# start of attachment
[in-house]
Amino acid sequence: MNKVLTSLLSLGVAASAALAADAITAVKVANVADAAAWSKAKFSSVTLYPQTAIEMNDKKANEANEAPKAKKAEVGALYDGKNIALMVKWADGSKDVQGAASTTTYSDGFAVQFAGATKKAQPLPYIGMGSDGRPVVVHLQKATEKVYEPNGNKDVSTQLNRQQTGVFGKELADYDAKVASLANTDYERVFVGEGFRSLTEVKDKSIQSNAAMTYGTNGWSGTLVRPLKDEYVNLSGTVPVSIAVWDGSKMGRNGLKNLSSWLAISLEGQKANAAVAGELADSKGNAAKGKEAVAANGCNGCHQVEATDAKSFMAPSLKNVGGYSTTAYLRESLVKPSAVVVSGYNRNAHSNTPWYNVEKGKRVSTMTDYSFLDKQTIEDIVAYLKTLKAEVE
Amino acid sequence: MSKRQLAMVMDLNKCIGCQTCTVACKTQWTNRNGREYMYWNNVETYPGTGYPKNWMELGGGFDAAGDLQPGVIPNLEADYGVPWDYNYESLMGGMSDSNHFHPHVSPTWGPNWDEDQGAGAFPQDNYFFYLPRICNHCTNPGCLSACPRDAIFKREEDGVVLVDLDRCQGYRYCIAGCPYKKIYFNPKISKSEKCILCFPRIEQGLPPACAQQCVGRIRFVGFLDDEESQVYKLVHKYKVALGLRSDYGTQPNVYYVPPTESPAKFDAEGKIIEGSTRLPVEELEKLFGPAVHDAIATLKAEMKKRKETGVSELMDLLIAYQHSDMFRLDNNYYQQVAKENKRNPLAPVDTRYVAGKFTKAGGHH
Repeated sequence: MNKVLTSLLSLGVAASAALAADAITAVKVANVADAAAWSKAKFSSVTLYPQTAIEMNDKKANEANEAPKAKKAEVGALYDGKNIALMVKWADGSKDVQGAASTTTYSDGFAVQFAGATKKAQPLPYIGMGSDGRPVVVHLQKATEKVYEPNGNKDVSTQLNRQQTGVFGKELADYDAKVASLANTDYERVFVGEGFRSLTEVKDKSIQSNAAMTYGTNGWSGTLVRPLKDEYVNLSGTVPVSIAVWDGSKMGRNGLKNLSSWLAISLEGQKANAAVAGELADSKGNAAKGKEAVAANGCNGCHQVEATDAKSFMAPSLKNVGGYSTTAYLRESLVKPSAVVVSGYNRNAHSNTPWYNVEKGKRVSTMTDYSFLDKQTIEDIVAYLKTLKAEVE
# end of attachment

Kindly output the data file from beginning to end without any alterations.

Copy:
[in-house]
Amino acid sequence: MNKVLTSLLSLGVAASAALAADAITAVKVANVADAAAWSKAKFSSVTLYPQTAIEMNDKKANEANEAPKAKKAEVGALYDGKNIALMVKWADGSKDVQGAASTTTYSDGFAVQFAGATKKAQPLPYIGMGSDGRPVVVHLQKATEKVYEPNGNKDVSTQLNRQQTGVFGKELADYDAKVASLANTDYERVFVGEGFRSLTEVKDKSIQSNAAMTYGTNGWSGTLVRPLKDEYVNLSGTVPVSIAVWDGSKMGRNGLKNLSSWLAISLEGQKANAAVAGELADSKGNAAKGKEAVAANGCNGCHQVEATDAKSFMAPSLKNVGGYSTTAYLRESLVKPSAVVVSGYNRNAHSNTPWYNVEKGKRVSTMTDYSFLDKQTIEDIVAYLKTLKAEVE
Amino acid sequence: MSKRQLAMVMDLNKCIGCQTCTVACKTQWTNRNGREYMYWNNVETYPGTGYPKNWMELGGGFDAAGDLQPGVIPNLEADYGVPWDYNYESLMGGMSDSNHFHPHVSPTWGPNWDEDQGAGAFPQDNYFFYLPRICNHCTNPGCLSACPRDAIFKREEDGVVLVDLDRCQGYRYCIAGCPYKKIYFNPKISKSEKCILCFPRIEQGLPPACAQQCVGRIRFVGFLDDEESQVYKLVHKYKVALGLRSDYGTQPNVYYVPPTESPAKFDAEGKIIEGSTRLPVEELEKLFGPAVHDAIATLKAEMKKRKETGVSELMDLLIAYQHSDMFRLDNNYYQQVAKENKRNPLAPVDTRYVAGKFTKAGGHH
Repeated sequence: MNKVLTSLLSLGVAASAALAADAITAVKVANVADAAAWSKAKFSSVTLYPQTAIEMNDKKANEANEAPKAKKAEVGALYDGKNIALMVKWADGSKDVQGAASTTTYSDGFAVQFAGATKKAQPLPYIGMGSDGRPVVVHLQKATEKVYEPNGNKDVSTQLNRQQTGVFGKELADYDAKVASLANTDYERVFVGEGFRSLTEVKDKSIQSNAAMTYGTNGWSGTLVRPLKDEYVNLSGTVPVSIAVWDGSKMGRNGLKNLSSWLAISLEGQKANAAVAGELADSKGNAAKGKEAVAANGCNGCHQVEATDAKSFMAPSLKNVGGYSTTAYLRESLVKPSAVVVSGYNRNAHSNTPWYNVEKGKRVSTMTDYSFLDKQTIEDIVAYLKTLKAEVE